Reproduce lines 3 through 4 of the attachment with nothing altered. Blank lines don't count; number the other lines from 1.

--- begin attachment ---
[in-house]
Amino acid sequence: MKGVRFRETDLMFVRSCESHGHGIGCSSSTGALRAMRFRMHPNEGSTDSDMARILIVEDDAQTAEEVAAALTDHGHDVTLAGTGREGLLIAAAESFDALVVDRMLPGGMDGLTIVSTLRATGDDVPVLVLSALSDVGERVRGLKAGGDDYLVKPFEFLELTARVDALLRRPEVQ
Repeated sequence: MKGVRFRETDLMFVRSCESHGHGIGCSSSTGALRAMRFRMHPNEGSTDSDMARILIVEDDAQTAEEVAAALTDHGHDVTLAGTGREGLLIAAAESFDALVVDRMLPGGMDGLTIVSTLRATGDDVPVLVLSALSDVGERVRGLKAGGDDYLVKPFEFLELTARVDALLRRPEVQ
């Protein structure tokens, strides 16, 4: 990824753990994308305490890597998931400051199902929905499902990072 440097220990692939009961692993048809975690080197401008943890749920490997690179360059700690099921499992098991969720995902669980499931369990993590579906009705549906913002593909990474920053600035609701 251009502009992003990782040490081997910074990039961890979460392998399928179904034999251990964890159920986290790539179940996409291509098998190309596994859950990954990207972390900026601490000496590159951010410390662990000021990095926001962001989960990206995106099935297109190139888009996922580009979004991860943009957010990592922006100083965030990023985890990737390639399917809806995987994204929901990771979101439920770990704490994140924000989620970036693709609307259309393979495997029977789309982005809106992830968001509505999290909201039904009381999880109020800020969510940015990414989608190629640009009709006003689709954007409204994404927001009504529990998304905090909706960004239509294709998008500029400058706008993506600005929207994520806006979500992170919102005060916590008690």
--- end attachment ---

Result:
Repeated sequence: MKGVRFRETDLMFVRSCESHGHGIGCSSSTGALRAMRFRMHPNEGSTDSDMARILIVEDDAQTAEEVAAALTDHGHDVTLAGTGREGLLIAAAESFDALVVDRMLPGGMDGLTIVSTLRATGDDVPVLVLSALSDVGERVRGLKAGGDDYLVKPFEFLELTARVDALLRRPEVQ
């Protein structure tokens, strides 16, 4: 990824753990994308305490890597998931400051199902929905499902990072 440097220990692939009961692993048809975690080197401008943890749920490997690179360059700690099921499992098991969720995902669980499931369990993590579906009705549906913002593909990474920053600035609701 251009502009992003990782040490081997910074990039961890979460392998399928179904034999251990964890159920986290790539179940996409291509098998190309596994859950990954990207972390900026601490000496590159951010410390662990000021990095926001962001989960990206995106099935297109190139888009996922580009979004991860943009957010990592922006100083965030990023985890990737390639399917809806995987994204929901990771979101439920770990704490994140924000989620970036693709609307259309393979495997029977789309982005809106992830968001509505999290909201039904009381999880109020800020969510940015990414989608190629640009009709006003689709954007409204994404927001009504529990998304905090909706960004239509294709998008500029400058706008993506600005929207994520806006979500992170919102005060916590008690």